Many of the recipes in the cookbook could be thrown together by a home cook within 30 minutes; simple entrees like Five-Spice Steak, Scaloppini of Turkey with Scallions, and Grilled Rosemary Pork Chops could be made in even less time. And if you skip his fondness for gratins (save them for special occasions), easy sides such as Potatoes Persillade, Corn, Poele, Buttery Peas and Lettuce or Broiled Eggplant Japonaise will still have dinner on the table in a half-hour.
With all this good food made easy and accessible for families sheltering from the pandemic, what does Pepin love to eat when times are difficult? “Soup and eggs, all kinds of both are always comforting to me,” he says. And Quick & Simple has plenty of quick and easy recipes to fill your own comfort food cravings.
Soy-Garlic Broiled Striped Bass
Once considered a sport fish, striped bass, which has tender white flesh, is now raised commercially. The skin is left on, so the fish should be scaled. Marinate the fish for at least 30 minutes or as long as overnight (refrigerated) to absorb the flavors of the marinade.
Serve the fish with Potatoes with Walnuts and Croutons (page 179), Parsley Potatoes with Butter (page 171), or hash-brown potatoes.
4 skin-on fillets striped bass (about 6 ounces each and 1 inch thick)
4 cloves garlic, peeled, crushed, and chopped (about 1 tablespoon)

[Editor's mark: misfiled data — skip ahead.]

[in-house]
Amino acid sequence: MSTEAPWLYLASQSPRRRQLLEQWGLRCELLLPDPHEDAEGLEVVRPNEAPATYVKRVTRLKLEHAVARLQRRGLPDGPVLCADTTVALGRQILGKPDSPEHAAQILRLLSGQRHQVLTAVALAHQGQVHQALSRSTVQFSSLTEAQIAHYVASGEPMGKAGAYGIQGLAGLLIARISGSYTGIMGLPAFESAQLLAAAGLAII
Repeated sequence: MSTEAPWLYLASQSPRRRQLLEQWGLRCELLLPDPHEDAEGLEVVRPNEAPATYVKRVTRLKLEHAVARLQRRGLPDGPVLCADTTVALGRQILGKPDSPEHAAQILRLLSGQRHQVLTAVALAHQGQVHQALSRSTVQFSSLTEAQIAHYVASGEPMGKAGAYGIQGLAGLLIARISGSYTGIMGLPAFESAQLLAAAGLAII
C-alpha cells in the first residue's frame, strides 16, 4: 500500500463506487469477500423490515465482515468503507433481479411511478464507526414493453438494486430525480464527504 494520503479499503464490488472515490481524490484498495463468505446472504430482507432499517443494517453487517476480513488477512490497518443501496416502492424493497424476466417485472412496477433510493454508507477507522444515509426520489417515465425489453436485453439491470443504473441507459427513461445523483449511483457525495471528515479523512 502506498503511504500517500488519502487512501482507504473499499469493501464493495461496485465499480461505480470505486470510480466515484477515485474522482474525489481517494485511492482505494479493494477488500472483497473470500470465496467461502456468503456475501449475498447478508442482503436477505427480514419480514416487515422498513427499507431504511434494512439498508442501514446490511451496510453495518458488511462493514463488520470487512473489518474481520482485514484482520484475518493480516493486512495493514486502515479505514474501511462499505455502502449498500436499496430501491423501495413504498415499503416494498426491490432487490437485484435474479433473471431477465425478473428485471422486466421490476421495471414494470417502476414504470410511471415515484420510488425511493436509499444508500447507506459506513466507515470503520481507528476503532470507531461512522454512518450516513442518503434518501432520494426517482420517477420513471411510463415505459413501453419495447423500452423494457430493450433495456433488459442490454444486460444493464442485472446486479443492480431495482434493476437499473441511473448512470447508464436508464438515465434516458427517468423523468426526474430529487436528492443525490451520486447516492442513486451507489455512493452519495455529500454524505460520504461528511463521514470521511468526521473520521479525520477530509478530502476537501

One 1-inch piece fresh ginger, peeled and chopped (about 1 tablespoon)
4 scallions, cleaned and minced (about 2/3 cup)
2 tablespoons dark soy sauce
2 teaspoons sugar
1 tablespoon peanut oil
1 tablespoon toasted sesame oil
Place the fillets skin side up on a work surface and, using a sharp knife, cut 2 diagonal slits about 1/4 inch deep through the skin of each one. (This helps the fish absorb the marinade more readily and cook more evenly.) Place the fillets in a plastic bag, along with the garlic, ginger, scallions, soy sauce, sugar, and oils. Seal the bag and toss to mix the ingredients well. Refrigerate for at least 30 minutes or up to 10 hours.
At cooking time, preheat the broiler. Drain the fillets and arrange them skin side up in a single layer on a cookie sheet lined with nonstick aluminum foil or in a gratin dish from which they can be served. Broil, 4 to 5 inches from the heat source, for 5 to 6 minutes. The skin will brown and bubble and the heat will penetrate the fish through the slits in the skin and cook the flesh. Serve.
NOTE: This preparation also works well with sea bass or black bass, as well as red snapper and other white-fleshed fish fillets.
The winner of sixteen James Beard Awards and author of twenty-nine cookbooks, including A Grandfather’s Lessons, Jacques Pépin Heart & Soul in the Kitchen, and Essential Pépin, Jacques Pépin has starred in twelve acclaimed PBS cooking series. He was awarded France’s highest distinction, the Legion of Honor.
is a writer, editor and dabbler in arty stuff. A fourth-generation journalist (on her father’s side) and millionteenth-generation mother (on her mother’s side) she has written, edited, photographed and illustrated for newspapers, magazines, websites, blogs, videos and books. Known for her persnicketyness about grammar, she occasionally leaves in an error to delight people of similar inclination.